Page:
International Finance and the Third World

by Jeff Frieden
published in MER117

The foreign debt of the less developed countries (LDCs) of the Third World now stands at around $600 billion. More than half of this—about $350 billion—is owed to private international banks. Events like the strikes and demonstrations in Brazil this summer, or the labor unrest that triggered the military coup in Turkey in 1980, demonstrate the critical relationship of the foreign bank debt to political developments within the LDCs themselves. The crisis, however, is not confined to the debtor countries alone.

Poverty Mapping

Geneaology of a Term

by Mona Atia
published in MER272

At the spring 2013 meetings, World Bank President Jim Young Kim set 2030 as the target date for eradicating extreme poverty, defined as subsistence on less than $1.25 per day, across the globe. In line with this goal, the United Nations created a New Global Partnership to lift the 1.2 billion poorest people out of penury in the same time frame. The New Global Partnership or Post-2015 Development Agenda replaces the eight Millennium Development Goals declared in 2000 and calls for a “data revolution” that demands development goals be based on internationally compatible measures.

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Small Farmer Uprisings and Rural Neglect in Egypt and Tunisia

by Habib Ayeb , Ray Bush
published in MER272

“We should make it up to the peasants,” Muhsin al-Batran, erstwhile head of the economic affairs unit in Egypt’s Ministry of Agriculture, told the official daily al-Ahram two months after the toppling of Husni Mubarak in 2011. “Make it up” -- why? And what is it that needs to be made up?

Turner, Capitalism and Class in the Middle East

by Danny Reachard
published in MER141


Bryan S. Turner, Capitalism and Class in the Middle East: Theories of Social Change and Economic Development (Atlantic Highlands, NJ: Humanities Press, 1984).


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Chilcote and Johnson, Theories of Development

by Karen Pfeifer
published in MER147

Ronald H. Chilcote and Dale L. Johnson, eds., Theories of Development, Mode of Production or Dependency? (Beverly Hills, CA: Sage Publications, 1983).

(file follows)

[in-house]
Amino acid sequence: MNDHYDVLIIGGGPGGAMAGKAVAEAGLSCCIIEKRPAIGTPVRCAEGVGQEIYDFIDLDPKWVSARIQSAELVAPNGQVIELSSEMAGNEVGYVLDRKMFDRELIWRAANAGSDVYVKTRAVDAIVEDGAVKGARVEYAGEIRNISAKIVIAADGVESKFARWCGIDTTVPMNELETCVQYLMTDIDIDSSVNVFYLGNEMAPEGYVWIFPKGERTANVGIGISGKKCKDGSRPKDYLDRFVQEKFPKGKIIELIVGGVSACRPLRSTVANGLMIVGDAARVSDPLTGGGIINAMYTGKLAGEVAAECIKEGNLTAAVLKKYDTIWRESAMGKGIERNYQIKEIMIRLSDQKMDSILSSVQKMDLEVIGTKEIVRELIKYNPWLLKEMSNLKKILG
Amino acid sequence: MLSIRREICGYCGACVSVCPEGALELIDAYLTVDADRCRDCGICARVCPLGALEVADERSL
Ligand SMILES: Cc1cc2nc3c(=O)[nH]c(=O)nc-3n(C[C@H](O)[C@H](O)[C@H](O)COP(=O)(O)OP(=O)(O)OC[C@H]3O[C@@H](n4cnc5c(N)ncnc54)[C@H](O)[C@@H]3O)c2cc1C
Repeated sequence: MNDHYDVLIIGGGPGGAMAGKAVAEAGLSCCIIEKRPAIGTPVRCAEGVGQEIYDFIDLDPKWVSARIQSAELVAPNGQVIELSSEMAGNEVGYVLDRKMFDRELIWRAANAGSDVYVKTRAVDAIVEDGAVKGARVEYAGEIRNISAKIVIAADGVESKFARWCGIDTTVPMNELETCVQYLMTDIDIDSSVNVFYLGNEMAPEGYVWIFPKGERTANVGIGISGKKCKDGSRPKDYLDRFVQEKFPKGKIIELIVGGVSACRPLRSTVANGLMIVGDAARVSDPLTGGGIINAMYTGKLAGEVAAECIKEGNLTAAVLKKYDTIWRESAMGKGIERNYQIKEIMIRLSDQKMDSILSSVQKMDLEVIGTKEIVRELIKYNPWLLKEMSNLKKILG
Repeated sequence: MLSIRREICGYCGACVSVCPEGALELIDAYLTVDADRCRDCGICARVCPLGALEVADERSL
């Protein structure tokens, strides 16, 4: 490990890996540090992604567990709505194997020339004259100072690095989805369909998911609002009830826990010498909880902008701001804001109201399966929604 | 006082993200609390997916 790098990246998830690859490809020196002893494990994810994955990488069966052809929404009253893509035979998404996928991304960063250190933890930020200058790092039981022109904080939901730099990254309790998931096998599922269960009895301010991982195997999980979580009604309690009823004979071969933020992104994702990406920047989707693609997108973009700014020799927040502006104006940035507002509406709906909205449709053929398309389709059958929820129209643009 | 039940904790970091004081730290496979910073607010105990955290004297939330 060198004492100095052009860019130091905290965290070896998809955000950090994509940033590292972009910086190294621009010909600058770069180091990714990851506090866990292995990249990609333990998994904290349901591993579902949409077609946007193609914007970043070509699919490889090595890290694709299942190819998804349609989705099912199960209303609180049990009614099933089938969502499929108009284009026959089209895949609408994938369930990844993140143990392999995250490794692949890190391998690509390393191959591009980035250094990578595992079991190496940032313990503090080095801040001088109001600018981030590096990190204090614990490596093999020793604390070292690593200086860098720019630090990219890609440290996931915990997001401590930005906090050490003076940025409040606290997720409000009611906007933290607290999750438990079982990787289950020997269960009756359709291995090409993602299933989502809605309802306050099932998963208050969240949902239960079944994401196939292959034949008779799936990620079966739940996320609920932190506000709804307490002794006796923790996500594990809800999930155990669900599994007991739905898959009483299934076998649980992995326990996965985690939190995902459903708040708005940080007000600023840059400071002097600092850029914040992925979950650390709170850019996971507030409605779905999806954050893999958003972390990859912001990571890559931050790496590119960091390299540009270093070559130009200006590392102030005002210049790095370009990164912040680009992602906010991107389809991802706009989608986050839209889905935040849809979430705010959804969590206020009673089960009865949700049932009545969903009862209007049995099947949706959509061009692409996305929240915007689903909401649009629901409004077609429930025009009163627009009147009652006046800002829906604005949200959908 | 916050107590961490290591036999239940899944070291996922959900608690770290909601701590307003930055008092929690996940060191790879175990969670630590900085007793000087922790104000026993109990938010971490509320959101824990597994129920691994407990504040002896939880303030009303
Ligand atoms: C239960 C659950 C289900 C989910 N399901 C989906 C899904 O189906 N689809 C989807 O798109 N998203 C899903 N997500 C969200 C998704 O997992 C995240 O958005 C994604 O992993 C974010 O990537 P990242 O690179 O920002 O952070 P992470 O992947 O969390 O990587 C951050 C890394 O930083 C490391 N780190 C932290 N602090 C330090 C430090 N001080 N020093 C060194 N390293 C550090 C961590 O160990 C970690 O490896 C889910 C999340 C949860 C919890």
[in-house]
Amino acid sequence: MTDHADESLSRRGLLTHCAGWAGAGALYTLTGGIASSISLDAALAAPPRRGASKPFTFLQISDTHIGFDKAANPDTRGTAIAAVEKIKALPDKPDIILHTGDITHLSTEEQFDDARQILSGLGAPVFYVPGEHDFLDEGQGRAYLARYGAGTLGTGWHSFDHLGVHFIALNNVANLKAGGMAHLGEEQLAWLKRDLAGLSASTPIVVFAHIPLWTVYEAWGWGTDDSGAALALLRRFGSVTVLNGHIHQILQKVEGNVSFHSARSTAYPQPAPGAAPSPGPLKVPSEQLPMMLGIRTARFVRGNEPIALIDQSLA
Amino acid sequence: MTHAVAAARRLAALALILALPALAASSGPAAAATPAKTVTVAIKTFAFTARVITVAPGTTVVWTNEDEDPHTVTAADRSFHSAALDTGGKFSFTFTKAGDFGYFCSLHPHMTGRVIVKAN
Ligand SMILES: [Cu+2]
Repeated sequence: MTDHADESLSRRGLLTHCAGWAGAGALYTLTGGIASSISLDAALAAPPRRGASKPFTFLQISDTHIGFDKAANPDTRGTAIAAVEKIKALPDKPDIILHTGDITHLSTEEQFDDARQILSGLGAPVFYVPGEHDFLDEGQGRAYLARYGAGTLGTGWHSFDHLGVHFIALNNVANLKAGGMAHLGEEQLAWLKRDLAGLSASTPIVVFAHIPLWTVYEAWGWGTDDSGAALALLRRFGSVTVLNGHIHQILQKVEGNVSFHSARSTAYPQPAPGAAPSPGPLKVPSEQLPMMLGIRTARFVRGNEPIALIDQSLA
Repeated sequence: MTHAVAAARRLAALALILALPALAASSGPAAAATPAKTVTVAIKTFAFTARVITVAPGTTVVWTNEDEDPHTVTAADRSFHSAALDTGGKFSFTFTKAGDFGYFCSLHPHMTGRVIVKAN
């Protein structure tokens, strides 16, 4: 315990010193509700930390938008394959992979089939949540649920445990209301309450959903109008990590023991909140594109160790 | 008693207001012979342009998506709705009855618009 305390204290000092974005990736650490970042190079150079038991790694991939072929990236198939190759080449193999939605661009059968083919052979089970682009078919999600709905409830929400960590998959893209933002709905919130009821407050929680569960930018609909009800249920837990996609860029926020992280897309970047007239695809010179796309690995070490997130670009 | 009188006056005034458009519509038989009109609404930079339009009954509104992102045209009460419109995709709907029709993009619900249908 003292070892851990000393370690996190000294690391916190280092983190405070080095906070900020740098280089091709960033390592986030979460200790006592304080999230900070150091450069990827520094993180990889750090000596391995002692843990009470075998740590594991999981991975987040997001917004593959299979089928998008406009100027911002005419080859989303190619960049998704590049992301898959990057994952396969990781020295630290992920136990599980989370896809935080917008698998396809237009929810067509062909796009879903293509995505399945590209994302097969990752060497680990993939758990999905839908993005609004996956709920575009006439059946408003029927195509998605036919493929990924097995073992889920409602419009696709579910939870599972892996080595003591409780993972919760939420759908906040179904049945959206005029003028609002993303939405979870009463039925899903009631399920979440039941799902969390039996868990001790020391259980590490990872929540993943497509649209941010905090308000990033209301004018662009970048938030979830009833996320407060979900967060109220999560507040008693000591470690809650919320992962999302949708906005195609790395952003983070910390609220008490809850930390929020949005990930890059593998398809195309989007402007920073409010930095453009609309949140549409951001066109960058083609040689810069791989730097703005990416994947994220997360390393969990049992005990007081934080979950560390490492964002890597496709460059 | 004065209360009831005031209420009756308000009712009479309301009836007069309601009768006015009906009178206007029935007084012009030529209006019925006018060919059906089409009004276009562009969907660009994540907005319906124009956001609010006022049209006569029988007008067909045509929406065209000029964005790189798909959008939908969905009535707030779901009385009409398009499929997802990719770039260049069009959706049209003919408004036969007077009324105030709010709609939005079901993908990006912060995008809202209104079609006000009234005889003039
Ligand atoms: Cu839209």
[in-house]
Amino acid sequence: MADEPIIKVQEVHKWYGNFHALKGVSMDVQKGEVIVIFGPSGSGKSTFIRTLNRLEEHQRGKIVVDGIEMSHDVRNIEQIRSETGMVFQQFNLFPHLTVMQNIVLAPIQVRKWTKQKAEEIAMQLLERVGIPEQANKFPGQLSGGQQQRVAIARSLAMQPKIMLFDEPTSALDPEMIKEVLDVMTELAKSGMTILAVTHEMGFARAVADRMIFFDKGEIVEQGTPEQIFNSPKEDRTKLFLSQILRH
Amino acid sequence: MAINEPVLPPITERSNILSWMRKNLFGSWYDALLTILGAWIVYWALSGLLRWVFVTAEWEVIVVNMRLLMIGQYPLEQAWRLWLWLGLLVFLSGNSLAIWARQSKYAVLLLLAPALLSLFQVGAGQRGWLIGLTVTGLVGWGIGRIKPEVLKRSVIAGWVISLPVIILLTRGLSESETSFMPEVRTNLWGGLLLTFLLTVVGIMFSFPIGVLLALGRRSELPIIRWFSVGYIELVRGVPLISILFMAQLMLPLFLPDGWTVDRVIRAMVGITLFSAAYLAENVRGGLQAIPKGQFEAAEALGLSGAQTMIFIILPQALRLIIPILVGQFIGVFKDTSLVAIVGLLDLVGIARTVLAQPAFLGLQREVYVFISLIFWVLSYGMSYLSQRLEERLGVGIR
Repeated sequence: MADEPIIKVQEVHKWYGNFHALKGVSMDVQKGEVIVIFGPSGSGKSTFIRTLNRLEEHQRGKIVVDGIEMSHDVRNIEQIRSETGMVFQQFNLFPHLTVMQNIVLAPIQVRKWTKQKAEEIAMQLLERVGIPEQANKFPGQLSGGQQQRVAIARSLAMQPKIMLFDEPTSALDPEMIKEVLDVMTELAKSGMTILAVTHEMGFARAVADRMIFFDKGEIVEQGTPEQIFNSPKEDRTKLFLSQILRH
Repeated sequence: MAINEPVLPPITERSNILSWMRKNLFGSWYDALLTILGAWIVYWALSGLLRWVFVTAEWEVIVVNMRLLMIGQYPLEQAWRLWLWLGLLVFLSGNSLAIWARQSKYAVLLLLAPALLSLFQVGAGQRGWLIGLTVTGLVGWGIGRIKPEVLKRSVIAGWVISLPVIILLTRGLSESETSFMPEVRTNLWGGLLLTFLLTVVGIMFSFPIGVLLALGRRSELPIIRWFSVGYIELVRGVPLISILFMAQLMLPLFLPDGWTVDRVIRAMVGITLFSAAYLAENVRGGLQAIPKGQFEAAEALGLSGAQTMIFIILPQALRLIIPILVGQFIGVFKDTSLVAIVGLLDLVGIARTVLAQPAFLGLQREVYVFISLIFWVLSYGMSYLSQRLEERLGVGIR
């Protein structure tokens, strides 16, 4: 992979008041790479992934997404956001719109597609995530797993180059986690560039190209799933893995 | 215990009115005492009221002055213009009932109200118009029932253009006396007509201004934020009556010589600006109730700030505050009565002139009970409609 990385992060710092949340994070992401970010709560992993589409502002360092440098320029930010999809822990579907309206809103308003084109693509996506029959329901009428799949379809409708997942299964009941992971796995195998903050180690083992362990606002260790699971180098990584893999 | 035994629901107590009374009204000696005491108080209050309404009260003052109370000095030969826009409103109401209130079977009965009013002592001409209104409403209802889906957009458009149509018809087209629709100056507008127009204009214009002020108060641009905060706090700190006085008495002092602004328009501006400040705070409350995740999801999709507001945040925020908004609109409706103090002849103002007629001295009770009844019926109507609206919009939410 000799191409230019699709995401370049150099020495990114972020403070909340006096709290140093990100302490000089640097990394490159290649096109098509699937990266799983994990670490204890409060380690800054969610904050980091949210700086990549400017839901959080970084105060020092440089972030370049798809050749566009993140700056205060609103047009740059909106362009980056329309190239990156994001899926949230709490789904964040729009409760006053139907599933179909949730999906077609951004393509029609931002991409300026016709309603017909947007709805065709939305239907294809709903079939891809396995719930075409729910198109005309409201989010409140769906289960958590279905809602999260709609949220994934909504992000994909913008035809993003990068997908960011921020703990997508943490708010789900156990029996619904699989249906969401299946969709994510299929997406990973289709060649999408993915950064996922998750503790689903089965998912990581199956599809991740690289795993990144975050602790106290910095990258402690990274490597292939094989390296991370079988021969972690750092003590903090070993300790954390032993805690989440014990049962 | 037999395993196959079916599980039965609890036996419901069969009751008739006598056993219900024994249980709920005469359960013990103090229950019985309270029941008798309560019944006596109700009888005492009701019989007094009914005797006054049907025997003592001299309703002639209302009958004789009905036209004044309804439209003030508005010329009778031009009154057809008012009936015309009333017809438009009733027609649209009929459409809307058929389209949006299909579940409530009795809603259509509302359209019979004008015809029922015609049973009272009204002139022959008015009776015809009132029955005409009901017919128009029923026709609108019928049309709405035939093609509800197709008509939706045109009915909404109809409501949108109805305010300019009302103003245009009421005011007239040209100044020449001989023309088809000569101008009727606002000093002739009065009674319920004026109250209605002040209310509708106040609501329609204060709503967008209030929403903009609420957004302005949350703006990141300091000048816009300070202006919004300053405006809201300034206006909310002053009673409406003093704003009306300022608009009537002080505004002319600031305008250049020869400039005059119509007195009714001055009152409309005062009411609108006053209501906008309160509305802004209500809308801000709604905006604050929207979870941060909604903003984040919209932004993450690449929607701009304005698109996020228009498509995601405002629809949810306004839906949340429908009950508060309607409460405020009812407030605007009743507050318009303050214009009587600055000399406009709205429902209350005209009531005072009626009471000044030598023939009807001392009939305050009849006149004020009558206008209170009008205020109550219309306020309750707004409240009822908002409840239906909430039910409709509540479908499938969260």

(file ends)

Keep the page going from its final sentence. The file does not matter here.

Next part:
This is volume two of Sage’s series in “Class, State and Development,” and the answer to the question posed in the title of the book is “both.” That is, the editors take the position that the transformation of societies in Asia, Africa and Latin America is the dialectical product of the interaction between the indigenous evolution of classes and state institutions within these societies, on the one hand, and their integration on subordinate terms into the world capitalist economy, on the other hand. The lack of dogmatism is refreshing.

Rescheduling the Camp David Debt

by Joe Stork
published in MER147

Egypt’s current debt crisis is one of the fruits of Camp David. Much of the principal and interest now in arrears or coming due was contracted in the heady days when oil prices were soaring and the treaty with Israel and military alliance with Washington certified Egypt as a credit-worthy customer for Western banks and governments. The United States in particular stepped up its economic and military lending to Cairo.

Bush and Ayeb, Marginality and Exclusion in Egypt

by Mona Atia
published in MER265

Ray Bush and Habib Ayeb, eds. Marginality and Exclusion in Egypt (London: Zed Books, 2012).

Marginality and Exclusion in Egypt is an insightful volume addressing the various forms of inequality that plague Egyptian society, with particular focus on the poor and working classes. With few exceptions, the chapters have a strong structuralist undertone; many use a political economy approach to describe class conflict. The volume’s title notwithstanding, most chapters treat the concepts of marginality and exclusion as afterthoughts, and only a few grapple with marginality as a theory.

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Health as a Social Construction

The Debate in the Occupied Territories

by Rita Giacaman
published in MER161

Three basic theoretical formulations frame the state of the health debate among Palestinians in the West Bank and Gaza. The biomedical/clinical framework is generally espoused by the majority of the medical and allied health care establishment, most of whom have been trained in the Western medical tradition. This biomedical framework views disease as a malfunction of systems and organs that can be corrected by technical intervention on the part of qualified health care providers. By this conception, medical care and healing occur almost solely within the limits of the clinic, the hospital, the laboratory and the pharmacy. Causal relationships are clear-cut and unidimensional. [1]

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Political Aspects of Health

by Joe Stork
published in MER161

Health, along with food and shelter, is a fundamental element of every person's life. If we are in good health we may take it for granted, but when our health is bad -- when we are ill or injured -- it becomes central to our lives.

America's Egypt

Discourse of the Development Industry

by Timothy Mitchell
published in MER169

Open almost any study of Egypt produced by an American or an international development agency and you are likely to find it starting with the same simple image. The question of Egypt’s economic development is almost invariably introduced as a problem of geography versus demography, pictured by describing the narrow valley of the Nile River, surrounded by desert, crowded with rapidly multiplying millions of inhabitants.

A 1980 World Bank report on Egypt provides a typical example. “The geographical and demographic characteristics of Egypt delineate its basic economic problem,” the book begins: